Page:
There’s been endless debate on whether or not photography is a fine art medium/technique. My reasoning for placing photography as a 3rd level under the Fine Arts Mediums/Techniques 2nd level was that quite frankly I’m use to finding photography books in the art section of a public library. For example, I’d rather see photography books on the works by the cooperative Magnum Photos in an art section not in a technology section.

But besides the Technology Top Level there doesn’t seem to be an OSC top level that could support a photography collection. Where would works devoted to photojournalism or reportage go, abbottthomas, utilizing the established OSC top levels?

Any suggestions?

Apr 9, 2009, 1:50pm Top

> 38

Similarly, in earlier ages prints were often used for "journalism". But should the way the medium is used make such a difference for this classification? Any photograph - journalistic, snapshot, or independent art - is still art work.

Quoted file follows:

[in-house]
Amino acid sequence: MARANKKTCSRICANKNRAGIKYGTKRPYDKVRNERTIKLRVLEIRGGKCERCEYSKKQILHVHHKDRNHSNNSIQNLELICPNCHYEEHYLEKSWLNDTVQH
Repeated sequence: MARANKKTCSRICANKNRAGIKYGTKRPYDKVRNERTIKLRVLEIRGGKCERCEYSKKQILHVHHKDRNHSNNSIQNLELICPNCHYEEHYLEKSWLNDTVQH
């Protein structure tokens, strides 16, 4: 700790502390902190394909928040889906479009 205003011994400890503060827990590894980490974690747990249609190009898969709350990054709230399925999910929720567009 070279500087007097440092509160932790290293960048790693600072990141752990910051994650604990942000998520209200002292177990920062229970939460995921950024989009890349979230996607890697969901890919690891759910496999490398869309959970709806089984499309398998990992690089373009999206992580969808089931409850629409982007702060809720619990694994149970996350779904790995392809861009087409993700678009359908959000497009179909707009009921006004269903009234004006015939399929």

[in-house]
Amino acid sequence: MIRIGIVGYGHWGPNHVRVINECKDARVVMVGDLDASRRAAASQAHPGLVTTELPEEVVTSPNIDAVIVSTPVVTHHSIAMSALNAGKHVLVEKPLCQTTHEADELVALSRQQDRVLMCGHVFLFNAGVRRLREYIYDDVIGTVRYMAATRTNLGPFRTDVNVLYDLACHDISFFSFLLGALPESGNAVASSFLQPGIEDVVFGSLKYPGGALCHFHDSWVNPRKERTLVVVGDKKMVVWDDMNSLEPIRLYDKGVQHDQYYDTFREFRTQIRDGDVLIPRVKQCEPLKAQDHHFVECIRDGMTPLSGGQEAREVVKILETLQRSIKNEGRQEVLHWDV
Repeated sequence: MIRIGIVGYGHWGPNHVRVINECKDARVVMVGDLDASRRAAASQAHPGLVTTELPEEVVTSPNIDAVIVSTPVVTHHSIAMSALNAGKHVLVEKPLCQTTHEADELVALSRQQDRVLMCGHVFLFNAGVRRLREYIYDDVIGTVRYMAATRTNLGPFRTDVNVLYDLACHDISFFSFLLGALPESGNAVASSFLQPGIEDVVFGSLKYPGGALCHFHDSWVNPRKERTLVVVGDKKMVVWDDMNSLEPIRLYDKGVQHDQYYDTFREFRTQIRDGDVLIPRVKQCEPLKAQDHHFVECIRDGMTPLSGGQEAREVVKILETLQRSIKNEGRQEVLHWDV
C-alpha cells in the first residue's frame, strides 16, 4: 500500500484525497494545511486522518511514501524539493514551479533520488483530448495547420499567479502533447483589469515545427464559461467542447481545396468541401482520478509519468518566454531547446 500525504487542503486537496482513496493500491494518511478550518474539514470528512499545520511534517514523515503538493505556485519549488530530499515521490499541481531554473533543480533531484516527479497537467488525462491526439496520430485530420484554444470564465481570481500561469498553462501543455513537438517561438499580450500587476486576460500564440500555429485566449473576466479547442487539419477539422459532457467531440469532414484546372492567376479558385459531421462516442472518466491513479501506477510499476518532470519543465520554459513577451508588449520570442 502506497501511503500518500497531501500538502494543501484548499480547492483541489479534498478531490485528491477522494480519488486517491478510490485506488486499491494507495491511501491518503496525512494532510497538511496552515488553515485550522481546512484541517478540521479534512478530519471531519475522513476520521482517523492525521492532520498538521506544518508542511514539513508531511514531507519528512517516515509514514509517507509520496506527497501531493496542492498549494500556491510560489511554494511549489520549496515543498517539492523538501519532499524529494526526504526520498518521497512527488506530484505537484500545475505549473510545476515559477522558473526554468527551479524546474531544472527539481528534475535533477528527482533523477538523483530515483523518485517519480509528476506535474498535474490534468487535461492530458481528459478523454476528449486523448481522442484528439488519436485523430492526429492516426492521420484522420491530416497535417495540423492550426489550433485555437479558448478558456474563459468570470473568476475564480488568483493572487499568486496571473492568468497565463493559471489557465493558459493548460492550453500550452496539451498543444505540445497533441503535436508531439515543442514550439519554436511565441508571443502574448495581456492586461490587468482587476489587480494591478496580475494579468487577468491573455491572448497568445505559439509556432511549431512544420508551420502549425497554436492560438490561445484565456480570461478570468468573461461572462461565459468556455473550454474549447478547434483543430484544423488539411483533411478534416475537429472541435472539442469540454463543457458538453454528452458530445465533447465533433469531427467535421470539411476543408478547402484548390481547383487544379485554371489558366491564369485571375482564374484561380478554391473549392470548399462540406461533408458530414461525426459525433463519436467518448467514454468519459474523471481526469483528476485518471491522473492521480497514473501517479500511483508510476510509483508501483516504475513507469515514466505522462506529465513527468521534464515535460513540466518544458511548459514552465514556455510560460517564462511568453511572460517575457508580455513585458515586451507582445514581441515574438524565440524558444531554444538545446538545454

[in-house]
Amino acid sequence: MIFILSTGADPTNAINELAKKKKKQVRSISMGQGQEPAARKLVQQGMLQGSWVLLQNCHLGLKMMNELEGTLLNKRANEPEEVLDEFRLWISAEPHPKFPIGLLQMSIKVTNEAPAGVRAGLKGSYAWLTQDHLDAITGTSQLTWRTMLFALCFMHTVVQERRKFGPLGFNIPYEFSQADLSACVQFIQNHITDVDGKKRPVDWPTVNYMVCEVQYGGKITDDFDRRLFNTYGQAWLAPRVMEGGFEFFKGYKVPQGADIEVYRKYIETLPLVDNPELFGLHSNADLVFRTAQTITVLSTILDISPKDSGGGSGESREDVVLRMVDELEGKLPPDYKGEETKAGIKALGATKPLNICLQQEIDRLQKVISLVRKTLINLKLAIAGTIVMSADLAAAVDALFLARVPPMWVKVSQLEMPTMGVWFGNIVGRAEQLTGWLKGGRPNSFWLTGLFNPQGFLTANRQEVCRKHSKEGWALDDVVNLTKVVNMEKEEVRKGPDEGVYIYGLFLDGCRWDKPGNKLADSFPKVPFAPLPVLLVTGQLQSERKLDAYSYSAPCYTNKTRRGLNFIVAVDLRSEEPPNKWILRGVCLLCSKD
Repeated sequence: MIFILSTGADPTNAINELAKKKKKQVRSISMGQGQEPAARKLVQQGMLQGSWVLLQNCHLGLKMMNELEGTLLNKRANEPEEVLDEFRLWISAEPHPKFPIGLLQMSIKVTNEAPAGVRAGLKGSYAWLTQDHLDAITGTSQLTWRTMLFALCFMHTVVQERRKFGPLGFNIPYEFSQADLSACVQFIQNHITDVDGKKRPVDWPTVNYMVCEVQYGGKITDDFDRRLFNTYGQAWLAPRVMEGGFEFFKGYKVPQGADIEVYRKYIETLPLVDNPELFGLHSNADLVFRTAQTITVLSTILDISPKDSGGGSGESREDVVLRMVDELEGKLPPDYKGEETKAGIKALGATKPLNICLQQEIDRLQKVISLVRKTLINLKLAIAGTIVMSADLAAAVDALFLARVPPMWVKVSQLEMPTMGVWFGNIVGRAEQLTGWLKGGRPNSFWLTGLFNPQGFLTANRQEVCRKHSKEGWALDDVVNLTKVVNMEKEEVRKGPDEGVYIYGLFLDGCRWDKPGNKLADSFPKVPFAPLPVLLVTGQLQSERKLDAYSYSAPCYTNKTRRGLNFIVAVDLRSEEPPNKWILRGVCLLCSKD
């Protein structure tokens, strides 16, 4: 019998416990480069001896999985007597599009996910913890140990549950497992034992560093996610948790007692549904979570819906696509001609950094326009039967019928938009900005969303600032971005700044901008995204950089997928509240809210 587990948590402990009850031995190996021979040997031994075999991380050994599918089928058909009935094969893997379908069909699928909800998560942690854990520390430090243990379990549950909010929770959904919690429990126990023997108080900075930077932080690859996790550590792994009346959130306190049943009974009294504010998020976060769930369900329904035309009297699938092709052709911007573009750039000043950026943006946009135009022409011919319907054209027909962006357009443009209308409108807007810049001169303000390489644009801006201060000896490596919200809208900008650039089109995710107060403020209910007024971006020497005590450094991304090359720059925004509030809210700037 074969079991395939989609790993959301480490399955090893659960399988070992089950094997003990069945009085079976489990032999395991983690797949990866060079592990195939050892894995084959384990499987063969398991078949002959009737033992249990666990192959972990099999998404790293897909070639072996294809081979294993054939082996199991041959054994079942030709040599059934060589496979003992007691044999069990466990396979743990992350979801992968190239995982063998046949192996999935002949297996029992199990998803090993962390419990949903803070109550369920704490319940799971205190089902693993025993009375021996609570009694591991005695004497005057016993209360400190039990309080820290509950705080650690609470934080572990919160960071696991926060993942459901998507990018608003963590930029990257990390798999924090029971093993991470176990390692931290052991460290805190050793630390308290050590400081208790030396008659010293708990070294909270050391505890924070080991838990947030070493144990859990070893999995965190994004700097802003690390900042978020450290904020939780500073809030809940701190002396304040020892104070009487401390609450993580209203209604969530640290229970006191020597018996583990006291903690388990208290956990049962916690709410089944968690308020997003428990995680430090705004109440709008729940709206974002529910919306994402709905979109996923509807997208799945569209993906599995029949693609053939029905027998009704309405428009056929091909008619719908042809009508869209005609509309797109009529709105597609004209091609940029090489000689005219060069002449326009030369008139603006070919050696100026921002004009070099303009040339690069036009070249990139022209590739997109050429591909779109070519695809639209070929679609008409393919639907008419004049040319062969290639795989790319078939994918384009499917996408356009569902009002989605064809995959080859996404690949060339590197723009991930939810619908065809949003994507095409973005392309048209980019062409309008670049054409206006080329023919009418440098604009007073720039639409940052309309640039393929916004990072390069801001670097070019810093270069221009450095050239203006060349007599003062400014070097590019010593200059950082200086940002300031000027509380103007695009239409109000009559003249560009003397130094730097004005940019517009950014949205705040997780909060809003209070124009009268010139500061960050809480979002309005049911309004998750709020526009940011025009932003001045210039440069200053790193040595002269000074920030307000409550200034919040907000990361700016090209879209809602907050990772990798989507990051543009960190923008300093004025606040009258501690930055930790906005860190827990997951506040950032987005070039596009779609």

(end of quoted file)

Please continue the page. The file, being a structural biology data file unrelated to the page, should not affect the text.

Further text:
When I use the word "art" I don't just mean "high art", but maybe that's just me.

Apr 9, 2009, 3:19pm Top

>40 ClassifyThis:
I think the only people who have made arguments for keeping Museum Studies here have said they could go either way. Incidentally, "Conservation & Preservation" is an aspect of Museum Studies as well (I don't think that's been explicitly pointed out yet).

It doesn't go in Career; it goes wherever library/information sciences goes (currently General Knowledge). Career is for "guides to succeeding in particular careers, career building, etc."

Apr 9, 2009, 5:23pm Top

39> I have no idea what you mean. When I used the term Biography I was using it as a shorthand for Biography & Autobiography.

As for museology, I raised the question but I agree that it makes sense to keep them together and I don't have a problem with their current location.

Apr 13, 2009, 12:00pm Top

Would anyone here care to comment on some second-levels I proposed for Design?


Apr 14, 2009, 8:26am Top

Incidentally, "Conservation & Preservation" is an aspect of Museum Studies as well

Only to some extent. Obviously museum often have a leading role, but art in private collections faces conservation and restoration problems as well.

However, I agree this may not be the right top level category. Much can be said for keeping all restoration / conservation stuff together. Under top level "Antiques & Collectibles" maybe???

Apr 14, 2009, 12:29pm Top

>46 BarkingMatt: